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  2. Hey guys, gals, and pals. I'm in a dilemma. I recently discovered that I was aromantic (and bi-curious) after a school friend of mine introduced the idea of asexuality. I had always known that I just didn't get crushes and had always made up crushes on the spot whenever friends wouldn't let me drop the subject of romance. So, when my friend brought up the idea, I adopted it pretty quickly, and everything was fine. On the other hand, because my family is heavily romance-oriented, i've had countless discussions, or rather arguments, with my parents about romance and needing to find a partner. My mom and I have a really good relationship, and I feel that it's important to tell her about my romantic orientation. The one problem with that is that I am 16 years old. She's pretty accepting of LGBT, however I know exactly what her reaction to me coming out as aro will be, and it will be telling me that I'm too young to decide that I don't feel romantic attraction, accompanied with the obligatory, "oh, you'll find someone someday!" and comforting me. Maybe it's because I can't handle rejection from a prominent parental figure in my life. Maybe I'm just paranoid that it will inevitably go wrong. However, I understand that the decision to tell her is one that I can't ever take back and it will change my relationship with my parents forever and if I regret it after the fact, I can't take it back. I also feel guilty every time that my mom asks if there are any "updates with [my] love life" and I know that I'm lying to her. Are there any other people out there who are going/ have gone through the same thing and could give me advice?
  3. It'd depend on the couple but i wouldn't advise them not to date an aro person any more than i'd advise them not to date an alloromantic person, aro just means no romantic attraction, the person may still be very interested in romance and be a great romantic partner for the person, we can't make assumptions based solely on a lack of attraction
  4. I would advise ANYONE to talk to the person their interested in in ANY sort of relationship about expectations/needs/desires. Im married and got married before I knew the word aro(no kidding i legit decided to go for it cause "wow he doesnt annoy me as much as other people"(I was a teenager)) and Im now out with him and did some polyam dating for a while before deciding it super wasnt for me. The thing is, there was no honeymoon period or like losing interest romantically or anything like that so in some ways I am a loyal and devoted partner for LIFE. It's all about perspective and the individuals. But really i think we need to teach people to communicate our expectations. As a baby aro i was obsessed with "oathtaking" and made friends when they passed a certain threshold of closeness sign a handwritten oath based on medieval chivalry and Even turned down a friend who wanted to sign with me(Ive relaxed a LOT since then but it does speak to my aroness and my openness toward speaking about expectations regardless of romantic Orientation).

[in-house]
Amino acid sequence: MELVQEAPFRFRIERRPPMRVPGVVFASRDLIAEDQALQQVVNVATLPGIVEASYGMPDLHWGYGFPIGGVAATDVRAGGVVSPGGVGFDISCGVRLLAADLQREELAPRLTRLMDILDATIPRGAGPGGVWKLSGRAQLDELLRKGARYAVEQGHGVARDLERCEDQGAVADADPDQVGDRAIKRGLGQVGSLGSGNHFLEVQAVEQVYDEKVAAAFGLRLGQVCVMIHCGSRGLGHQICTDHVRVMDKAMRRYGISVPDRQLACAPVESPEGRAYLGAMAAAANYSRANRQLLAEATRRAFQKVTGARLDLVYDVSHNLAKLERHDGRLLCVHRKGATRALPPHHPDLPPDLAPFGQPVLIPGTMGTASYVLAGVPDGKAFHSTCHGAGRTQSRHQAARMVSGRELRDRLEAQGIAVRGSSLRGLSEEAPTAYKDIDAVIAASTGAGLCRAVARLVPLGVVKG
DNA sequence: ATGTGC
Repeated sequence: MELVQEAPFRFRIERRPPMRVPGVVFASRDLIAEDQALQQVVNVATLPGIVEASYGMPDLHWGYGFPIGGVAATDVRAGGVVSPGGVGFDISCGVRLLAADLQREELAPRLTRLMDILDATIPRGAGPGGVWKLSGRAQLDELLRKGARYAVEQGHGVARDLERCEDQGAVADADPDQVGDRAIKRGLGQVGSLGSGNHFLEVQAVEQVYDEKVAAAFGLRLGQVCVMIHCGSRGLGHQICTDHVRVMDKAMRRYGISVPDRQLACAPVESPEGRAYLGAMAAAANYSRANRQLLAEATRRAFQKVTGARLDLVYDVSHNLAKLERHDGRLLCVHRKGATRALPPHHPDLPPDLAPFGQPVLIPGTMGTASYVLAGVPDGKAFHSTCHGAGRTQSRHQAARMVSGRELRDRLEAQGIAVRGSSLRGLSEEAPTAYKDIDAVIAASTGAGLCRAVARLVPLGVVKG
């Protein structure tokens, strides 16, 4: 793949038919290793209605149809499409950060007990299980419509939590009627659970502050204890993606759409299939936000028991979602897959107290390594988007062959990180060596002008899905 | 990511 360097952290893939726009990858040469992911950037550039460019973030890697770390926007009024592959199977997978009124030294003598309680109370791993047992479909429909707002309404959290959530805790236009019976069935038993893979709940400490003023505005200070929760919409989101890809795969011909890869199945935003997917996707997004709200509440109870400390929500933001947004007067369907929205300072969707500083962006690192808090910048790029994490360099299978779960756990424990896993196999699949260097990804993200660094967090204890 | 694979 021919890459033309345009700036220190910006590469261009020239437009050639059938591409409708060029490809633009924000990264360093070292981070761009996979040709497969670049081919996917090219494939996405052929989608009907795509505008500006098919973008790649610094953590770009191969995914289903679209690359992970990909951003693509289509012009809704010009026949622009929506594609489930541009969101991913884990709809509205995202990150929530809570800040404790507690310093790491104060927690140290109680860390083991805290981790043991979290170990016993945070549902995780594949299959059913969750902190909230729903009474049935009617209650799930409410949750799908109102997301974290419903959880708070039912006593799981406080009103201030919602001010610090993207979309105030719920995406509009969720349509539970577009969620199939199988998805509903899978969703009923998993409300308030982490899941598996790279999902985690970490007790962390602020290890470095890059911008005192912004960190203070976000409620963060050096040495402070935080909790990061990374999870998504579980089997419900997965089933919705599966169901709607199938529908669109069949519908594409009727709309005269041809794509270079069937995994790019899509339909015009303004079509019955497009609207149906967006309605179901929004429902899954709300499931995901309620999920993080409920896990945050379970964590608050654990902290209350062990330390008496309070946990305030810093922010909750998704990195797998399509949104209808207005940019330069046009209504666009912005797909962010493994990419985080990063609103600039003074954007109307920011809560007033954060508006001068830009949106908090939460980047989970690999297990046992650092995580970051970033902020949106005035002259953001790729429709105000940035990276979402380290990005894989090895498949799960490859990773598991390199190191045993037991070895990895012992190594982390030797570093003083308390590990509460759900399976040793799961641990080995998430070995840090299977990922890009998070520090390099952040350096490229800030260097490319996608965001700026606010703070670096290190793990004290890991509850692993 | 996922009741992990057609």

5. You know, I never knew there was a term for it and I am very thankful for your expertise. I sometimes have cis people tell me they "never think about their gender(But being expected to (insert gender role stereotype here) annoys them too) so what makes them different than me who is nonbinary" and I didnt know there was a term to describe it so thank you. I have dysphoric hypomania as well as gender dysphoria so to me it was always a clearly definable feeling for me so pinpointing it didnt take a lot of effort/existential angst.
  6. I would refrain from this kind of armchair psychology.
  7. I want a BFF like a medieval warrior and his lord kind of relationship. Someone who always has my back, and we can have beers in pubs and shoot the shit, or go camping together. I think I would have fit into to an older more outdated relationship model. I have a theory that aro wasnt as politically necessary in eras before the rise of the middle class, privacy, and noblemen marrying for love rather than political positions. In older societies many people lived in the same home, or on the same plot of land, and raising children was a community situation; there was lordly devotion and queenly devotion from knights and of course, falling in love with those outside your stations- these types of relationships were coveted, rare, and well, romanticised in fiction precisely because they were not as easily accessible. My theory is that many of us still fit well into these outdated relationship models but the way we form family and tribal groups now centres on monogamous or romantic pairings and small family units and we now stand out/dont fit into the mould. I always think my ideal would be something chivalric- chivalric devotion and protectiveness or being close platonic bros but not "romantic" as we see it today.
  8. Yesterday
  9. Hello, hello! I'm Kzupir, an aromantic asexual, but I haven't always identified this way. In fact, I only realized I was aromantic and asexual this year. I've been doing a lot of soul searching, y'see. I identified as asexual for a while in my early teens because I did not want sex, but switched to homosexual when I conflated my sexual fantasies with actual sexual attraction to men, which I never experienced. When I realized I couldn't experience sexual attraction, I finally accepted that being ace is who I am. My aromantic identity came after a harder struggle. I have dated twice before, and while I had fun, I always felt disconnected to my partners. I loved calling them my boyfriend and significant other, but I did not want to kiss them, cuddle them, or say typical romantic things with them. In hindsight, I just saw them as my best friend with the boyfriend/significant other label tacked on. And it wasn't the romance that I liked. It was the feeling of being special to them. A few years later, I developed a "crush" on my new best friend. I was so upset about this because I thought I wanted more with her. I felt so strongly about her that I even cried a few times after she told me she didn't want a relationship with me. But throughout all this, I still didn't want to do romantic things with her. I just wanted to support her, live with her, and be with her. And suddenly, I had an epiphany. How the hell is this any different from wanting to be her best friend? It wasn't. When I realized I was aromantic, I felt so relieved. Things made sense. Why I never wanted to do romantic things, why I even felt uncomfortable with the prospect of romance associated with me, why I never understood romance in movies, why I confused romance with a deep friendship. Now that I know it's okay not to want more in my relationship with my "crush," I am so much happier. I am excited to see who her actual boyfriend (or girlfriend, or significant other) will be. I will always support her and be with her, even if it's not romantically, and that's just how I like it. Thanks for reading my story. Cheers!
  10. Certainly some of the titles could be applicable from an aro perspective.